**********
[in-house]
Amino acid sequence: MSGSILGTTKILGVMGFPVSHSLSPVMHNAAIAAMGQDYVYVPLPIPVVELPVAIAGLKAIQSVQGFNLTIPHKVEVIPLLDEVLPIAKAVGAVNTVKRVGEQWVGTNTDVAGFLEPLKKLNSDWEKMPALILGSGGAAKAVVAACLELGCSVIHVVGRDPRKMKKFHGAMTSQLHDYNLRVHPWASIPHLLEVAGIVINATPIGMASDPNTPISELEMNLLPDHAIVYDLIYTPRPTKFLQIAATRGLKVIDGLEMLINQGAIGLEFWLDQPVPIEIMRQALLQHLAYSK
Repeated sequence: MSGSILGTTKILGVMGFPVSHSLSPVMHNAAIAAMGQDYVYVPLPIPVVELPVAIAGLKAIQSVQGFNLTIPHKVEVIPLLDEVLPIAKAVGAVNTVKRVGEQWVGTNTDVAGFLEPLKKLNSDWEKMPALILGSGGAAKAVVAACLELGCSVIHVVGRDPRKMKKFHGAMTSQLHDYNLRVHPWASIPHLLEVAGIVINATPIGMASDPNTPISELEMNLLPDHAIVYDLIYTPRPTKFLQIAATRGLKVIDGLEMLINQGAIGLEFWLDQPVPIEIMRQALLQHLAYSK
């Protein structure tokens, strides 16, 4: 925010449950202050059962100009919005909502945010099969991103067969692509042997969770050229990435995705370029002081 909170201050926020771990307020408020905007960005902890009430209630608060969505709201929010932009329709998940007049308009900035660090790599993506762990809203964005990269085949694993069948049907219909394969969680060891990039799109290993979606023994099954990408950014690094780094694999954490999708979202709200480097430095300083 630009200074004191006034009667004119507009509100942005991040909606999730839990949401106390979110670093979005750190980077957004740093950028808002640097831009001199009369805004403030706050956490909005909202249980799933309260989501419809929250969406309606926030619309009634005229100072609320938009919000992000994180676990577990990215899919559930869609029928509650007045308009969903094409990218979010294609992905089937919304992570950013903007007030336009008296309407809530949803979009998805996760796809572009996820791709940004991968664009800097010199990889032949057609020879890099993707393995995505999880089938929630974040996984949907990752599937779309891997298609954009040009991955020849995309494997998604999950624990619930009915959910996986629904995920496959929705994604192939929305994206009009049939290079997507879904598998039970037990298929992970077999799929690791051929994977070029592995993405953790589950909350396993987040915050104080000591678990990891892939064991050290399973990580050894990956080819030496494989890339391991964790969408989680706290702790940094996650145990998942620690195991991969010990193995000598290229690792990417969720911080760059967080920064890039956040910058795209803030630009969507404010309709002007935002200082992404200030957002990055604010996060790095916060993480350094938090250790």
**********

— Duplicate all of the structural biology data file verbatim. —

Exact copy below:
[in-house]
Amino acid sequence: MSGSILGTTKILGVMGFPVSHSLSPVMHNAAIAAMGQDYVYVPLPIPVVELPVAIAGLKAIQSVQGFNLTIPHKVEVIPLLDEVLPIAKAVGAVNTVKRVGEQWVGTNTDVAGFLEPLKKLNSDWEKMPALILGSGGAAKAVVAACLELGCSVIHVVGRDPRKMKKFHGAMTSQLHDYNLRVHPWASIPHLLEVAGIVINATPIGMASDPNTPISELEMNLLPDHAIVYDLIYTPRPTKFLQIAATRGLKVIDGLEMLINQGAIGLEFWLDQPVPIEIMRQALLQHLAYSK
Repeated sequence: MSGSILGTTKILGVMGFPVSHSLSPVMHNAAIAAMGQDYVYVPLPIPVVELPVAIAGLKAIQSVQGFNLTIPHKVEVIPLLDEVLPIAKAVGAVNTVKRVGEQWVGTNTDVAGFLEPLKKLNSDWEKMPALILGSGGAAKAVVAACLELGCSVIHVVGRDPRKMKKFHGAMTSQLHDYNLRVHPWASIPHLLEVAGIVINATPIGMASDPNTPISELEMNLLPDHAIVYDLIYTPRPTKFLQIAATRGLKVIDGLEMLINQGAIGLEFWLDQPVPIEIMRQALLQHLAYSK
């Protein structure tokens, strides 16, 4: 925010449950202050059962100009919005909502945010099969991103067969692509042997969770050229990435995705370029002081 909170201050926020771990307020408020905007960005902890009430209630608060969505709201929010932009329709998940007049308009900035660090790599993506762990809203964005990269085949694993069948049907219909394969969680060891990039799109290993979606023994099954990408950014690094780094694999954490999708979202709200480097430095300083 630009200074004191006034009667004119507009509100942005991040909606999730839990949401106390979110670093979005750190980077957004740093950028808002640097831009001199009369805004403030706050956490909005909202249980799933309260989501419809929250969406309606926030619309009634005229100072609320938009919000992000994180676990577990990215899919559930869609029928509650007045308009969903094409990218979010294609992905089937919304992570950013903007007030336009008296309407809530949803979009998805996760796809572009996820791709940004991968664009800097010199990889032949057609020879890099993707393995995505999880089938929630974040996984949907990752599937779309891997298609954009040009991955020849995309494997998604999950624990619930009915959910996986629904995920496959929705994604192939929305994206009009049939290079997507879904598998039970037990298929992970077999799929690791051929994977070029592995993405953790589950909350396993987040915050104080000591678990990891892939064991050290399973990580050894990956080819030496494989890339391991964790969408989680706290702790940094996650145990998942620690195991991969010990193995000598290229690792990417969720911080760059967080920064890039956040910058795209803030630009969507404010309709002007935002200082992404200030957002990055604010996060790095916060993480350094938090250790």